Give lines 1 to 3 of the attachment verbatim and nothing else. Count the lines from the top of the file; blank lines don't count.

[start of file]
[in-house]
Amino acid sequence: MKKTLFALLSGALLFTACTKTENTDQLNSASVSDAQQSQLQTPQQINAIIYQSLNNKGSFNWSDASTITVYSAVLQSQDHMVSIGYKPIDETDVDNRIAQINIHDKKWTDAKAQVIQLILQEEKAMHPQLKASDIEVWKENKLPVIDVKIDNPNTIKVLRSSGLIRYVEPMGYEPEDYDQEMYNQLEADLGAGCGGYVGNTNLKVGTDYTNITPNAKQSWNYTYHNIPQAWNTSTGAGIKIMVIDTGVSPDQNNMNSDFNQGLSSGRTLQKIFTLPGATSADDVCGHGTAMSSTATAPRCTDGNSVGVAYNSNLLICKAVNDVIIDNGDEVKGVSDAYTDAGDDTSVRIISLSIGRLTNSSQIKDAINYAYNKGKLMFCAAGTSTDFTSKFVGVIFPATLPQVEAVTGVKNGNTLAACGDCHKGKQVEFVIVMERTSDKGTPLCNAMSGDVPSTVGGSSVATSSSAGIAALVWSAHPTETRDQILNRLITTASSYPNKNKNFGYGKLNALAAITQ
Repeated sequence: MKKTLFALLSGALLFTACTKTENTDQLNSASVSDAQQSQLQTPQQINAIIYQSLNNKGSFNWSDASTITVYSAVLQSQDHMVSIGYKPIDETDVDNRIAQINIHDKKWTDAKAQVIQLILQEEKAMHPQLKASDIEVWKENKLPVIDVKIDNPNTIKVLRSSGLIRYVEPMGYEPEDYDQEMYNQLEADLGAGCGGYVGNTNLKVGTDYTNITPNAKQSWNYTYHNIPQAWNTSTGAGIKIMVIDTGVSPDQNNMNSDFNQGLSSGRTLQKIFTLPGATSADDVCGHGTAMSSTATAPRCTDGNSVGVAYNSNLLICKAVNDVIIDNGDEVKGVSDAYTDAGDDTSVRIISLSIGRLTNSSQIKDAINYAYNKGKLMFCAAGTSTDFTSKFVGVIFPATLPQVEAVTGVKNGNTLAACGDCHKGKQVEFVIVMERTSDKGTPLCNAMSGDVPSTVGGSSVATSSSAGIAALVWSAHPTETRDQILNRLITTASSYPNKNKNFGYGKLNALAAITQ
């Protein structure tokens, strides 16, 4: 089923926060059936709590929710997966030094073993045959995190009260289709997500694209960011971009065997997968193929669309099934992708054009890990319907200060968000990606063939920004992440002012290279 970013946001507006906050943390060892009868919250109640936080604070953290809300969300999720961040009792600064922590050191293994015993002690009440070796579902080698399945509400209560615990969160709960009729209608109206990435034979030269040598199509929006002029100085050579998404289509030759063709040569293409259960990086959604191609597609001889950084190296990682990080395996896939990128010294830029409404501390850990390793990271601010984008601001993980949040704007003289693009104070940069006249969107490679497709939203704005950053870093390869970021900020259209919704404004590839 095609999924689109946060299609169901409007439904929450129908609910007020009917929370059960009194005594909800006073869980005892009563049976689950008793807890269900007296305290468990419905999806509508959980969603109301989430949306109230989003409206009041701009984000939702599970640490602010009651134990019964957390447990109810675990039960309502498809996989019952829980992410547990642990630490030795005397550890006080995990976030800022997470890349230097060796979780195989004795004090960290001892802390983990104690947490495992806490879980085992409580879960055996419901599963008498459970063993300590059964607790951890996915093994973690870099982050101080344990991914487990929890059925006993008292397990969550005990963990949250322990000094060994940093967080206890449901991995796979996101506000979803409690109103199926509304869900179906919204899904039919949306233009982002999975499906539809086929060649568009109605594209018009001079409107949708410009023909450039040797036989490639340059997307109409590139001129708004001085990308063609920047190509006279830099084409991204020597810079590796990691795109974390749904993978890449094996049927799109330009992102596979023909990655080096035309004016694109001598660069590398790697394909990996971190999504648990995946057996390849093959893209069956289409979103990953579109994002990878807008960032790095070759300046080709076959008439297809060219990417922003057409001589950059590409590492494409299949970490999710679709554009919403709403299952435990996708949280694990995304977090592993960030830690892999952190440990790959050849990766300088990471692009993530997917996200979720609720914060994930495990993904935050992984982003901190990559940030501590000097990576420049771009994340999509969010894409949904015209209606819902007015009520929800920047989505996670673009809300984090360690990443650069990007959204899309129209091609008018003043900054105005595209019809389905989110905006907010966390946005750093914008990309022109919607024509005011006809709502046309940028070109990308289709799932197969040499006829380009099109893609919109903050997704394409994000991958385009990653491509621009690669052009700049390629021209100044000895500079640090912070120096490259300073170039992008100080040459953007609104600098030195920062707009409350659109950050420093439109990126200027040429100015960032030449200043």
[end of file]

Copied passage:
[in-house]
Amino acid sequence: MKKTLFALLSGALLFTACTKTENTDQLNSASVSDAQQSQLQTPQQINAIIYQSLNNKGSFNWSDASTITVYSAVLQSQDHMVSIGYKPIDETDVDNRIAQINIHDKKWTDAKAQVIQLILQEEKAMHPQLKASDIEVWKENKLPVIDVKIDNPNTIKVLRSSGLIRYVEPMGYEPEDYDQEMYNQLEADLGAGCGGYVGNTNLKVGTDYTNITPNAKQSWNYTYHNIPQAWNTSTGAGIKIMVIDTGVSPDQNNMNSDFNQGLSSGRTLQKIFTLPGATSADDVCGHGTAMSSTATAPRCTDGNSVGVAYNSNLLICKAVNDVIIDNGDEVKGVSDAYTDAGDDTSVRIISLSIGRLTNSSQIKDAINYAYNKGKLMFCAAGTSTDFTSKFVGVIFPATLPQVEAVTGVKNGNTLAACGDCHKGKQVEFVIVMERTSDKGTPLCNAMSGDVPSTVGGSSVATSSSAGIAALVWSAHPTETRDQILNRLITTASSYPNKNKNFGYGKLNALAAITQ
Repeated sequence: MKKTLFALLSGALLFTACTKTENTDQLNSASVSDAQQSQLQTPQQINAIIYQSLNNKGSFNWSDASTITVYSAVLQSQDHMVSIGYKPIDETDVDNRIAQINIHDKKWTDAKAQVIQLILQEEKAMHPQLKASDIEVWKENKLPVIDVKIDNPNTIKVLRSSGLIRYVEPMGYEPEDYDQEMYNQLEADLGAGCGGYVGNTNLKVGTDYTNITPNAKQSWNYTYHNIPQAWNTSTGAGIKIMVIDTGVSPDQNNMNSDFNQGLSSGRTLQKIFTLPGATSADDVCGHGTAMSSTATAPRCTDGNSVGVAYNSNLLICKAVNDVIIDNGDEVKGVSDAYTDAGDDTSVRIISLSIGRLTNSSQIKDAINYAYNKGKLMFCAAGTSTDFTSKFVGVIFPATLPQVEAVTGVKNGNTLAACGDCHKGKQVEFVIVMERTSDKGTPLCNAMSGDVPSTVGGSSVATSSSAGIAALVWSAHPTETRDQILNRLITTASSYPNKNKNFGYGKLNALAAITQ